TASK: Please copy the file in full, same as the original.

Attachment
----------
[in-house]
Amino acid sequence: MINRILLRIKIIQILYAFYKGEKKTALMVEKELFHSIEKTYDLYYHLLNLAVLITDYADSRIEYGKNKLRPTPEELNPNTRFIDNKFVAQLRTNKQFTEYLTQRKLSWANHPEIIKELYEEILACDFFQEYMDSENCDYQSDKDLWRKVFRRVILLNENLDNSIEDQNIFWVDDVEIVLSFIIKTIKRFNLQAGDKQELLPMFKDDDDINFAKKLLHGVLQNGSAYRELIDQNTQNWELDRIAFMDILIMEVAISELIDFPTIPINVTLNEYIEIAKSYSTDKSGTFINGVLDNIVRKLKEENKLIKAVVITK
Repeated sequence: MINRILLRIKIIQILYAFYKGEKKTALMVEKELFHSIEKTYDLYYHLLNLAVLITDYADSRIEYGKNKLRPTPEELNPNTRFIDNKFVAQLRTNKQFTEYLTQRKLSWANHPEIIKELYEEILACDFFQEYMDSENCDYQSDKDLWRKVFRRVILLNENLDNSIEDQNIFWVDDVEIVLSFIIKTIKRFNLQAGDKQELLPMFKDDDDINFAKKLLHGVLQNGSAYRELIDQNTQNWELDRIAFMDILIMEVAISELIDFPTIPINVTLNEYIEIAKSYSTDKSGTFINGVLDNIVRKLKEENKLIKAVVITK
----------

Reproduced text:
[in-house]
Amino acid sequence: MINRILLRIKIIQILYAFYKGEKKTALMVEKELFHSIEKTYDLYYHLLNLAVLITDYADSRIEYGKNKLRPTPEELNPNTRFIDNKFVAQLRTNKQFTEYLTQRKLSWANHPEIIKELYEEILACDFFQEYMDSENCDYQSDKDLWRKVFRRVILLNENLDNSIEDQNIFWVDDVEIVLSFIIKTIKRFNLQAGDKQELLPMFKDDDDINFAKKLLHGVLQNGSAYRELIDQNTQNWELDRIAFMDILIMEVAISELIDFPTIPINVTLNEYIEIAKSYSTDKSGTFINGVLDNIVRKLKEENKLIKAVVITK
Repeated sequence: MINRILLRIKIIQILYAFYKGEKKTALMVEKELFHSIEKTYDLYYHLLNLAVLITDYADSRIEYGKNKLRPTPEELNPNTRFIDNKFVAQLRTNKQFTEYLTQRKLSWANHPEIIKELYEEILACDFFQEYMDSENCDYQSDKDLWRKVFRRVILLNENLDNSIEDQNIFWVDDVEIVLSFIIKTIKRFNLQAGDKQELLPMFKDDDDINFAKKLLHGVLQNGSAYRELIDQNTQNWELDRIAFMDILIMEVAISELIDFPTIPINVTLNEYIEIAKSYSTDKSGTFINGVLDNIVRKLKEENKLIKAVVITK